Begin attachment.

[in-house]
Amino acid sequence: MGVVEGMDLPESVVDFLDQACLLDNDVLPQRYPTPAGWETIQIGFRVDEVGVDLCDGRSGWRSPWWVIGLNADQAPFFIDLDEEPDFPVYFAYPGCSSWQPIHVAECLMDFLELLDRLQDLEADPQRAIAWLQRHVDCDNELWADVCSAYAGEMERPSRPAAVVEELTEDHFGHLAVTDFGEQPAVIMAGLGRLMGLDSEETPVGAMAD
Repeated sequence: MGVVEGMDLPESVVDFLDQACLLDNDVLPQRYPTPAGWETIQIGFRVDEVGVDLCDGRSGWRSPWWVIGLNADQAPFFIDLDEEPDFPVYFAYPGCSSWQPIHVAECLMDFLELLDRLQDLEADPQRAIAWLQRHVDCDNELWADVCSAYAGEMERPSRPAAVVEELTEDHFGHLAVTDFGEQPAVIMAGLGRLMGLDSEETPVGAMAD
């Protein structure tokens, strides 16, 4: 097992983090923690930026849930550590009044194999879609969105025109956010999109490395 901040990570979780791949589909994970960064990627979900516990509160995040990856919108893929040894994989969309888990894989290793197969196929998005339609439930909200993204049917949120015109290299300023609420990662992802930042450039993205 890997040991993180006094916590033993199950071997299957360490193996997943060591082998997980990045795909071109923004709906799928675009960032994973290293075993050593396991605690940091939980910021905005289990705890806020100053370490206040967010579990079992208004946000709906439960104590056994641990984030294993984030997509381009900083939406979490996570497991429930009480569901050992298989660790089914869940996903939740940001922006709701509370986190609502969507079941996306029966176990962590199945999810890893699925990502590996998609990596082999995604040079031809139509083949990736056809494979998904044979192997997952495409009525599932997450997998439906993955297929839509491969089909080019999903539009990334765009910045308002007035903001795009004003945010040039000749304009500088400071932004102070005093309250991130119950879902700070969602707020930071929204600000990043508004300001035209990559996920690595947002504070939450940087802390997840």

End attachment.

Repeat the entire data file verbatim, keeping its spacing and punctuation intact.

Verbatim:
[in-house]
Amino acid sequence: MGVVEGMDLPESVVDFLDQACLLDNDVLPQRYPTPAGWETIQIGFRVDEVGVDLCDGRSGWRSPWWVIGLNADQAPFFIDLDEEPDFPVYFAYPGCSSWQPIHVAECLMDFLELLDRLQDLEADPQRAIAWLQRHVDCDNELWADVCSAYAGEMERPSRPAAVVEELTEDHFGHLAVTDFGEQPAVIMAGLGRLMGLDSEETPVGAMAD
Repeated sequence: MGVVEGMDLPESVVDFLDQACLLDNDVLPQRYPTPAGWETIQIGFRVDEVGVDLCDGRSGWRSPWWVIGLNADQAPFFIDLDEEPDFPVYFAYPGCSSWQPIHVAECLMDFLELLDRLQDLEADPQRAIAWLQRHVDCDNELWADVCSAYAGEMERPSRPAAVVEELTEDHFGHLAVTDFGEQPAVIMAGLGRLMGLDSEETPVGAMAD
């Protein structure tokens, strides 16, 4: 097992983090923690930026849930550590009044194999879609969105025109956010999109490395 901040990570979780791949589909994970960064990627979900516990509160995040990856919108893929040894994989969309888990894989290793197969196929998005339609439930909200993204049917949120015109290299300023609420990662992802930042450039993205 890997040991993180006094916590033993199950071997299957360490193996997943060591082998997980990045795909071109923004709906799928675009960032994973290293075993050593396991605690940091939980910021905005289990705890806020100053370490206040967010579990079992208004946000709906439960104590056994641990984030294993984030997509381009900083939406979490996570497991429930009480569901050992298989660790089914869940996903939740940001922006709701509370986190609502969507079941996306029966176990962590199945999810890893699925990502590996998609990596082999995604040079031809139509083949990736056809494979998904044979192997997952495409009525599932997450997998439906993955297929839509491969089909080019999903539009990334765009910045308002007035903001795009004003945010040039000749304009500088400071932004102070005093309250991130119950879902700070969602707020930071929204600000990043508004300001035209990559996920690595947002504070939450940087802390997840």